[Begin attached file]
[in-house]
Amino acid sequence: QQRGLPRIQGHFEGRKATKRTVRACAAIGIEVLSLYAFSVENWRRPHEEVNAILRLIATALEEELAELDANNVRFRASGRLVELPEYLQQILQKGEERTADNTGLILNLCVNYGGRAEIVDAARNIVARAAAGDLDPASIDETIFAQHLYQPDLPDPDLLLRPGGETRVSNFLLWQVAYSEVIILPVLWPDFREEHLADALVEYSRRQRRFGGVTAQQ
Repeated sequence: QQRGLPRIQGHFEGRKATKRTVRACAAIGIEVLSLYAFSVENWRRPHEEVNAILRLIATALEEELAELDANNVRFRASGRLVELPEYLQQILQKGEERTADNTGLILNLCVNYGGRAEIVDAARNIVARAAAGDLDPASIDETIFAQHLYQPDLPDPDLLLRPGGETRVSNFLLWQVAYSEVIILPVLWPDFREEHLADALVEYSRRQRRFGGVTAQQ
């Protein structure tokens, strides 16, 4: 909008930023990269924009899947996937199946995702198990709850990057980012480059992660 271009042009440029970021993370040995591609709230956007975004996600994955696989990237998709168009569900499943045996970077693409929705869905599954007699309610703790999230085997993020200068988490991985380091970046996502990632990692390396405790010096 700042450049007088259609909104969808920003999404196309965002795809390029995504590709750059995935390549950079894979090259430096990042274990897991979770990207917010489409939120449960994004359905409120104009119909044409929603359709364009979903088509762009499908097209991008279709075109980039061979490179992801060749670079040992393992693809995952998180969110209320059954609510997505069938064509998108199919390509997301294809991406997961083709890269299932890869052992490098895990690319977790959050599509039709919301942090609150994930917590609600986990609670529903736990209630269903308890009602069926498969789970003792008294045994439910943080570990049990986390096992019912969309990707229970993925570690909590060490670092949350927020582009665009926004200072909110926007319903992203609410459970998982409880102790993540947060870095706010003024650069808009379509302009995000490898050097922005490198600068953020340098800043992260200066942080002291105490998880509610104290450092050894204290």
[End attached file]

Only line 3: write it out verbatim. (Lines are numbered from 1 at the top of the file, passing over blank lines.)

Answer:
Repeated sequence: QQRGLPRIQGHFEGRKATKRTVRACAAIGIEVLSLYAFSVENWRRPHEEVNAILRLIATALEEELAELDANNVRFRASGRLVELPEYLQQILQKGEERTADNTGLILNLCVNYGGRAEIVDAARNIVARAAAGDLDPASIDETIFAQHLYQPDLPDPDLLLRPGGETRVSNFLLWQVAYSEVIILPVLWPDFREEHLADALVEYSRRQRRFGGVTAQQ